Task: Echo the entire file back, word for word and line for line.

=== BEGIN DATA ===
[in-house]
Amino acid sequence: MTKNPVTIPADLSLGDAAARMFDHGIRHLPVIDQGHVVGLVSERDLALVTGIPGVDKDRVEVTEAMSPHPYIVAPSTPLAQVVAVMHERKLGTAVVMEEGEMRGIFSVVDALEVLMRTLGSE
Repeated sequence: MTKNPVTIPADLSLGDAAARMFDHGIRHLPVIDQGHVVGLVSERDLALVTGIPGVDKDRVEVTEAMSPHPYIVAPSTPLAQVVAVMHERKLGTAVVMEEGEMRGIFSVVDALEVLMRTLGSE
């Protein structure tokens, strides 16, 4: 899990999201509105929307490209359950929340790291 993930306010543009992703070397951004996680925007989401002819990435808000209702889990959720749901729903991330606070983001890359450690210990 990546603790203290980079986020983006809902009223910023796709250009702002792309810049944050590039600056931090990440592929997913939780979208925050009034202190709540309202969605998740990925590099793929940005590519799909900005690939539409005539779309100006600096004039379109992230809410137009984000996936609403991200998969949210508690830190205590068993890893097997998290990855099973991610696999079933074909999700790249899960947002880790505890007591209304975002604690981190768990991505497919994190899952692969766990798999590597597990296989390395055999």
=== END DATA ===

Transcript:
[in-house]
Amino acid sequence: MTKNPVTIPADLSLGDAAARMFDHGIRHLPVIDQGHVVGLVSERDLALVTGIPGVDKDRVEVTEAMSPHPYIVAPSTPLAQVVAVMHERKLGTAVVMEEGEMRGIFSVVDALEVLMRTLGSE
Repeated sequence: MTKNPVTIPADLSLGDAAARMFDHGIRHLPVIDQGHVVGLVSERDLALVTGIPGVDKDRVEVTEAMSPHPYIVAPSTPLAQVVAVMHERKLGTAVVMEEGEMRGIFSVVDALEVLMRTLGSE
């Protein structure tokens, strides 16, 4: 899990999201509105929307490209359950929340790291 993930306010543009992703070397951004996680925007989401002819990435808000209702889990959720749901729903991330606070983001890359450690210990 990546603790203290980079986020983006809902009223910023796709250009702002792309810049944050590039600056931090990440592929997913939780979208925050009034202190709540309202969605998740990925590099793929940005590519799909900005690939539409005539779309100006600096004039379109992230809410137009984000996936609403991200998969949210508690830190205590068993890893097997998290990855099973991610696999079933074909999700790249899960947002880790505890007591209304975002604690981190768990991505497919994190899952692969766990798999590597597990296989390395055999």